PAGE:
Echo veteran Joe Hammer removed his hat and held it in front his chest in reverence as elementary students paraded through the center of town Thursday morning dressed as service members, carrying American flags and signs, chanting, “U.S.A.”
Hammer, originally from Hermiston, served in the Air Force from 1991-1995 and said the parade was a welcome tribute for the sacrifices of veterans.
“It was pretty awesome,” he said. “It’s nice to see they are instilling patriotism back in the schools.”
Sixth-grader Ryan Clark was dressed as his great-grandfather, Elmer Henry Sears. Clark said he was a pilot in the Army before the Air Force was created. His classmate, Xander Harsh, was dressed as a more recent veteran, Capt. Michael Brian Daake, who served in the Army in 2004-2005. Both said they learned a lot about veterans preparing for the parade and an afternoon assembly, in which the middle school students acted as a wax museum of veterans from different eras and explained their character’s service.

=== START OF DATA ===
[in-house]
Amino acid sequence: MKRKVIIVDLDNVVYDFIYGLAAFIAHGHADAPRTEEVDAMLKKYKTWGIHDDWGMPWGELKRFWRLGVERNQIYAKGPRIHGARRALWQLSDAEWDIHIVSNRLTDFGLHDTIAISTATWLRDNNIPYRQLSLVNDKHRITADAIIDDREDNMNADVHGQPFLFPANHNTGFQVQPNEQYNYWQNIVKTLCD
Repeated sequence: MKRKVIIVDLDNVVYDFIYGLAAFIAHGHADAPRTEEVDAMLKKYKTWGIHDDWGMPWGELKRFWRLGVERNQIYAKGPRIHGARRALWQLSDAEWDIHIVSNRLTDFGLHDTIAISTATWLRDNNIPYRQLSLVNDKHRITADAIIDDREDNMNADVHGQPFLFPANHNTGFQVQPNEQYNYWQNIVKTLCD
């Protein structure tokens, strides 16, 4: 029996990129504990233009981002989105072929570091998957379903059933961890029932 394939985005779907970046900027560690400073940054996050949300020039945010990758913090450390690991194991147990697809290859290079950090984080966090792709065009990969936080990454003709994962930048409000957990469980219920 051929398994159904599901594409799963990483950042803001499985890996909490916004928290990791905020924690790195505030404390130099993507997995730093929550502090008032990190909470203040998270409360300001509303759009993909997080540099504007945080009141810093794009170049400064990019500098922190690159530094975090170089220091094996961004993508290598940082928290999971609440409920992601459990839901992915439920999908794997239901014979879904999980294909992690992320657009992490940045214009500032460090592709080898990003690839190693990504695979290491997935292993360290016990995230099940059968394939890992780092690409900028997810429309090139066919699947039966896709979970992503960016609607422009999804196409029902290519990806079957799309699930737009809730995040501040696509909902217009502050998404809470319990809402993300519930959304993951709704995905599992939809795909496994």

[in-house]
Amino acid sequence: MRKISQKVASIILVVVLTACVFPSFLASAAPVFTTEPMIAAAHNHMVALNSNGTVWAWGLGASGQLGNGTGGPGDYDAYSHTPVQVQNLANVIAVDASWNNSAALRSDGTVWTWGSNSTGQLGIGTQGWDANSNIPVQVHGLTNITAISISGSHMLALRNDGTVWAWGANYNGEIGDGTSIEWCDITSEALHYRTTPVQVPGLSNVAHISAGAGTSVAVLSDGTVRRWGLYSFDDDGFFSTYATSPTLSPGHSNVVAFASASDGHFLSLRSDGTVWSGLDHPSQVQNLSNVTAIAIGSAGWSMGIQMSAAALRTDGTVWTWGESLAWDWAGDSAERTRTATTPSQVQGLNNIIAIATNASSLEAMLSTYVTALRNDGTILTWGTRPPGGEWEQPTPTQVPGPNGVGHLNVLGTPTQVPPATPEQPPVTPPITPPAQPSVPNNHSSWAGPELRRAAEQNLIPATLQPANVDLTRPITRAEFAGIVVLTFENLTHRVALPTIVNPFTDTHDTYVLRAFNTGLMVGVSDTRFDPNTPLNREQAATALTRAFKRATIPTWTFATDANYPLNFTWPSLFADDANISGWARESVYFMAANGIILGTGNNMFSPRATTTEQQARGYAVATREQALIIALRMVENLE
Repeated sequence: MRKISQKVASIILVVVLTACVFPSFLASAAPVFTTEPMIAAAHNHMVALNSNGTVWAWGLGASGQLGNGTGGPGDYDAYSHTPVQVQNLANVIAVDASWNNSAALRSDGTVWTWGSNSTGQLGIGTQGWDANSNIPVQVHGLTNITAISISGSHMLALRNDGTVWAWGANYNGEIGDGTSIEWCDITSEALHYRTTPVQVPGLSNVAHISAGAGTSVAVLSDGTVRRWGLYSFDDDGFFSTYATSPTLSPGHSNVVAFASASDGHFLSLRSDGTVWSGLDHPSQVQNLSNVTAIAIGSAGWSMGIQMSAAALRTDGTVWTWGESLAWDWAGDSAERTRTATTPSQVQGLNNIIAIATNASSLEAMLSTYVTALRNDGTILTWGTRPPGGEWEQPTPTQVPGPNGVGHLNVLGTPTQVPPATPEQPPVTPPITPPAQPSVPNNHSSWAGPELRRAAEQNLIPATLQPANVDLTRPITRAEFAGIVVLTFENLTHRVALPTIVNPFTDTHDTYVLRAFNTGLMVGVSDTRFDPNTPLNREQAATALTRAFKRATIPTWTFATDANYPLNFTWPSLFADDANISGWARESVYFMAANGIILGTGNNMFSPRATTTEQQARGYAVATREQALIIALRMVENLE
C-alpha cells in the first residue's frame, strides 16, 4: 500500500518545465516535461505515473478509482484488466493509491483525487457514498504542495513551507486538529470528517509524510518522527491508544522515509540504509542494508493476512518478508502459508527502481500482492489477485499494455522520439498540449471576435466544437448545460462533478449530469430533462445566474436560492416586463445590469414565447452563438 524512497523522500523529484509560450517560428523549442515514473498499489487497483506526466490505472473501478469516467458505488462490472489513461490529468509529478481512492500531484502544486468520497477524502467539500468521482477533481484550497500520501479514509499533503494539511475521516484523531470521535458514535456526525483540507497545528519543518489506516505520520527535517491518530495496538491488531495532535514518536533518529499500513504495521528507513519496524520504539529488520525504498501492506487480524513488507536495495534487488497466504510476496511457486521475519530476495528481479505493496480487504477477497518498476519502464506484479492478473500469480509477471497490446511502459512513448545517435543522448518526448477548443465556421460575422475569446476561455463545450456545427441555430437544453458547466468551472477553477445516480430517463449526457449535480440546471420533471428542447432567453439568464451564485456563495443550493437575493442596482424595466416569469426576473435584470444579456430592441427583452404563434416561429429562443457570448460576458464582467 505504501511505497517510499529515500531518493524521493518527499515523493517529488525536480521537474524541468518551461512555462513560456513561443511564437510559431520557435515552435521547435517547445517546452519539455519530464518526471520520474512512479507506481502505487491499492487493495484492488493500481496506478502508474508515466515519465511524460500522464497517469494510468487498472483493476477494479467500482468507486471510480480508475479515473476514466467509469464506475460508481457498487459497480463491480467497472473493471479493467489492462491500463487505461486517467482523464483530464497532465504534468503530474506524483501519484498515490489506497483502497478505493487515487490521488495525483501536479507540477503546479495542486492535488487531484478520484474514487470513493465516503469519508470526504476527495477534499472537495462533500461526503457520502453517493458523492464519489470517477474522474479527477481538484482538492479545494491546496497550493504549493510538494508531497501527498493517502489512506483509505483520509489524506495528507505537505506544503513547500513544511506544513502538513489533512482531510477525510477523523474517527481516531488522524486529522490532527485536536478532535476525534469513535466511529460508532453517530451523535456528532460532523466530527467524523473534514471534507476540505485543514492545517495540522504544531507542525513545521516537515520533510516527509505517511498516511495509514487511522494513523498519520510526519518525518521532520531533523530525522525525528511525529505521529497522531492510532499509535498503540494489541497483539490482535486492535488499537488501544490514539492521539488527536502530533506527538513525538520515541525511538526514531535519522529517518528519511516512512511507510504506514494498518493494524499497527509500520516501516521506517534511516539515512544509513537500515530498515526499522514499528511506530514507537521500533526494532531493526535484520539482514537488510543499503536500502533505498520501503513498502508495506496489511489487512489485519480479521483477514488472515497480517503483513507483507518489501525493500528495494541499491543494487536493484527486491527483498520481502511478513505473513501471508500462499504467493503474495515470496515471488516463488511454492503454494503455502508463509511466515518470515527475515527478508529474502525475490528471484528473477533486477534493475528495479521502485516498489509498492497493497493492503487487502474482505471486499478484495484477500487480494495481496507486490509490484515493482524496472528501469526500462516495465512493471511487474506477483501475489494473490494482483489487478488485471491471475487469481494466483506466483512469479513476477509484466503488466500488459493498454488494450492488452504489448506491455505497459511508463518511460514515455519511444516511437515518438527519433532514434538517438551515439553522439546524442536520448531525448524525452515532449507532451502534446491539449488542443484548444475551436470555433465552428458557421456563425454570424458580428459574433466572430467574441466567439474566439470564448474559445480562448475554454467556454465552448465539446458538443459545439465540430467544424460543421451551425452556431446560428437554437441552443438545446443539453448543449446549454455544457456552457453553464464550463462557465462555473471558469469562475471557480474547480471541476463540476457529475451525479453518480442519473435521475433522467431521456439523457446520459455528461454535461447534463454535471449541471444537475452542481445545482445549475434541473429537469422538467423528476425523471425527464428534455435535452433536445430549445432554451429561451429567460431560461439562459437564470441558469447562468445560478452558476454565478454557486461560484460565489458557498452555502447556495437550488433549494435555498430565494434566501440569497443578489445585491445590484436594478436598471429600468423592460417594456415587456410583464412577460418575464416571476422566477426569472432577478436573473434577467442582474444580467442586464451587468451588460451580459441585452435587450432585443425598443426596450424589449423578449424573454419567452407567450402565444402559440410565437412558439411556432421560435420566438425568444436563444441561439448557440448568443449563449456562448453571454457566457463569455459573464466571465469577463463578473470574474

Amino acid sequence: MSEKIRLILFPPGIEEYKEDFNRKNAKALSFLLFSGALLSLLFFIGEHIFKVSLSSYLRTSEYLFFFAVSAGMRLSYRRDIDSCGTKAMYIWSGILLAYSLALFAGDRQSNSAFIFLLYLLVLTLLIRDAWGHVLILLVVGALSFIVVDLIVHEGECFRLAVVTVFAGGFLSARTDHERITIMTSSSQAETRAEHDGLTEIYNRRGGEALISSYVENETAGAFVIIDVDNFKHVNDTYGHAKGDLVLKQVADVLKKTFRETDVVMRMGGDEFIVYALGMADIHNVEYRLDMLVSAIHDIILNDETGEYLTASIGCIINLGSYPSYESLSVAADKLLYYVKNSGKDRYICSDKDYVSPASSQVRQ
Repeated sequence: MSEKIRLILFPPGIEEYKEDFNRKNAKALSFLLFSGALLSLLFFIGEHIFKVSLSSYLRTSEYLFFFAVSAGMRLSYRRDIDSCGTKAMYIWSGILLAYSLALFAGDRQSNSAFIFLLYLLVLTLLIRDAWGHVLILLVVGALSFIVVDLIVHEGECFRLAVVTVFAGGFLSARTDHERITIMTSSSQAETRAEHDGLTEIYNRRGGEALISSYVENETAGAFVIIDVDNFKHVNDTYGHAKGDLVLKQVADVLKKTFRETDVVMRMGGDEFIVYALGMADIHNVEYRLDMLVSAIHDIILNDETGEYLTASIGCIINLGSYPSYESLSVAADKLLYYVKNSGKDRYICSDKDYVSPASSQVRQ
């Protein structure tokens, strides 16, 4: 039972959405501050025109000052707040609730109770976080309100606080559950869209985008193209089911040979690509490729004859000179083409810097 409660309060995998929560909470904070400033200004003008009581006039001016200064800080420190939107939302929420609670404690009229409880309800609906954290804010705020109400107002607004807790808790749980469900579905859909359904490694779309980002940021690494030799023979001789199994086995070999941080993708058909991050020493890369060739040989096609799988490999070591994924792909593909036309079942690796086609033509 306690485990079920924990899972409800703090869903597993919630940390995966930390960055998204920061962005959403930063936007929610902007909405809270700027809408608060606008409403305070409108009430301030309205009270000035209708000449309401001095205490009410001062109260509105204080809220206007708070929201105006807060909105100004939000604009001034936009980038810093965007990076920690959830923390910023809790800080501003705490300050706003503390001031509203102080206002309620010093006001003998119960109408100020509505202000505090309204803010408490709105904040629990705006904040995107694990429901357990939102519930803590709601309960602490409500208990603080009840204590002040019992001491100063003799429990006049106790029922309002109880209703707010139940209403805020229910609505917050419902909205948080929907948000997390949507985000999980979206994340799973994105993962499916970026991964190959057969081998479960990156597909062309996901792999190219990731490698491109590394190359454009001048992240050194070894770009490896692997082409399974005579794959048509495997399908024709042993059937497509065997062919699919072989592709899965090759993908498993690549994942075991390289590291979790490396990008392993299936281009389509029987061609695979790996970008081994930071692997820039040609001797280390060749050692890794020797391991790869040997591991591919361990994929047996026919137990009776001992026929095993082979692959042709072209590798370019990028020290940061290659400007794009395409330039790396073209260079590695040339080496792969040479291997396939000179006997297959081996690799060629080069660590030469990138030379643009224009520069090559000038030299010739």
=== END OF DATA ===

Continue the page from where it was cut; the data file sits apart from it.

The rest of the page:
“Veterans are nice to our country,” Harsh said. “They are awesome. They have cool guns, and they protect the U.S.A.”
For the parade, each elementary grade honored a different branch of the military. First-graders dressed as Marines, and a recruiter from the Corps visited the class on Tuesday. Student Mateo Gutierrez said he liked the recruiter’s uniform and hearing about the places he had been. His “Papa” was in the Coast Guard, and he wanted to join the military “so I can fight for America,” he said.
First-grader Jude Winkler said she asked the recruiter about the badges on his uniform. He had 12, she said, and explained he received them for serving in different places. She said she enjoyed honoring veterans and was happy to have an American flag at her house.
First-grade teacher Kara Mackenzie, whose grandfather served in the military, said the students also worked with their parents to create family trees identifying relatives who served in the military. She said many were unaware they had grandparents who were veterans.
Principal Keith Holman said the teachers and students put a lot of work into the parade, which was new this year. He said recognizing veterans was important.
“We always need to say thank you to the veterans. The students don’t understand what kind of sacrifice goes on,” he said. “I think it’s something else that brings the community and school together, and I think that’s great to see.”